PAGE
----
Hurricane damage revisited

The Amazon site says that Matt Simmons' book is on a truck heading for our house, so I suspect that entries may be a bit sparse for a couple of days. Since we may disagree a little about drilling rig numbers, I thought I would add a little of that to the segment that appears in the EIA coverage of the damage from the hurricanes last season to the rigs in the Gulf. It was written last November, but gives a sense of the damage, and if you remember, we coped with the problem fairly well. But then I have to remind you that - along the lines of Oil Storm - this season is supposed to be worse. Any way, here is the EIA entry section
The United States contains over 500,000 producing oil wells, the vast majority of which are considered "marginal" or "stripper" wells, generally producing only a few barrels per day of oil. During 2003, top oil producing areas included the Gulf of Mexico (1.6 million bbl/d), Texas onshore (1.1 million bbl/d), Alaska's North Slope (949,000 bbl/d), California (683,000 bbl/d), Louisiana onshore (244,000 bbl/d), Oklahoma (178,000 bbl/d), and Wyoming (143,000 bbl/d).

Lower-48 States oil production in 2004 is estimated to have decreased by 130,000 bbl/d, to 4.58 million barrels per day, in 2004, with an increase of 190,000 bbl/d expected in 2005. Generally speaking, Lower-48 onshore production, particularly in Texas, has fallen in recent years, while offshore (mainly Gulf of Mexico) production is rising. For 2004, prior to Hurricane Ivan in mid-September, Gulf of Mexico oil production had been expected to increase both from new fields that came online in late 2003 as well as from start-ups at the southern Green Canyon deepwater area in late 2004. By late 2005, the Mars, Mad Dog, Ursa, Thunder Horse and Nakika Federal Offshore fields are expected to account for about 12% of Lower-48 oil production.

However, in late September 2004, Hurricane Ivan caused significant disruptions to Gulf of Mexico operations, resulting in a loss of over 29 million barrels of oil through November 9, with a continuing disruption of more than 200,000 bbl/d (down from over 1 million bbl/d on September 14 and around 450,000 bbl/d in October) due to damage at platforms and other oil infrastructure in the Gulf. According to an assessment by the U.S Department of Interior's Minerals Management Service (MMS), seven platforms were destroyed and six had major storm damage. According to the MMS states, "Of the 4,000 structures and 33,000 miles of pipelines in the gulf....150 platforms and 10,000 miles of pipelines were in the direct path of Hurricane Ivan. A substantial amount of the deferred production is directly attributable to damage that has occurred along pipeline routes rather than actual structural damage to the producing platforms. Pipelines in mud slide areas off the mouth of the Mississippi River experienced failures and will take a significant effort to locate and repair because the pipelines are buried by as much as 20 to 30 feet of mud. Overall, twelve large diameter pipelines (10" or larger) were damaged in Federal waters." The MMS expects that oil production will return to near-normal by the end of 2004, with output reaching 96% of normal within six months.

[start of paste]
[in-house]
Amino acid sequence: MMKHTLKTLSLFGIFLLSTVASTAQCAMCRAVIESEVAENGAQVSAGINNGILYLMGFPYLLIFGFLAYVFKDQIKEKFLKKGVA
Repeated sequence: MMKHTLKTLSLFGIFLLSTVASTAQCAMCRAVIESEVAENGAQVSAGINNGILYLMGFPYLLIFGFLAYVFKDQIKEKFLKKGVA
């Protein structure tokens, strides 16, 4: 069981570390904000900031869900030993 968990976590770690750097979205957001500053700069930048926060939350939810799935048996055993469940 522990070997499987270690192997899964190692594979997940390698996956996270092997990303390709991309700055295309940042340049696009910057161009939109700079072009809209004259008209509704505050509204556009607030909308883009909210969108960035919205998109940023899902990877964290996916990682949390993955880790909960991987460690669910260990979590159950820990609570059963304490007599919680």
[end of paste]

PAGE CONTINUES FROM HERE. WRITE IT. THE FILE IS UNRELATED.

Meanwhile, Alaskan oil production is expected to decrease by 5% in 2004 and by 1% in 2005, continuing a steady decline since the state's peak output in 1988, at 2.017 million bbl/d. For the period January-August 2004, Alaska averaged production of about 902,000 bbl/d of oil, or about 16% of total U.S. crude oil production. Most of Alaska's oil output comes from the giant Prudhoe Bay Field, and is transported via the Alyeska pipeline.

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And they are calling for just as many BIG hurricanes this year if not more. should be an interesting winter to say the least. better go stock up and buy some more insulation ;)

My copy of Twilight in the Dessert arrived on Monday. I'm about half-way through it now. Based on what I have read so far, I'd say he makes a pretty good case given the limited data he has access to. Aramco appears to be hanging on to current production levels by its fingernails--never mind those hoped for production increases to 15-20mbd.

It's also a pretty good primer on reservoir management for someone trained as an urban/environmental planner, not as a petroleum geologist.

It's nice that you found something to bear out what I said a month ago about the hurricane damage we had. Now all you need to do is factor in that the repair and construction companies are all busy as hell right now, and you have a pretty good idea of what we can expect if we get a storm or two.

Also, everyone should realize that we have many platforms out near the 200 mile limit (deep water and edge-of-shelf). A hurricane can miss the coastline proper and still hammer the oil patch soundly. If the eye only reaches 150-200 miles off the TX/LA, that puts the nasty part of the storm right in the middle of a huge number of platforms. Yet the NOAA and everybody else calls it a "miss"...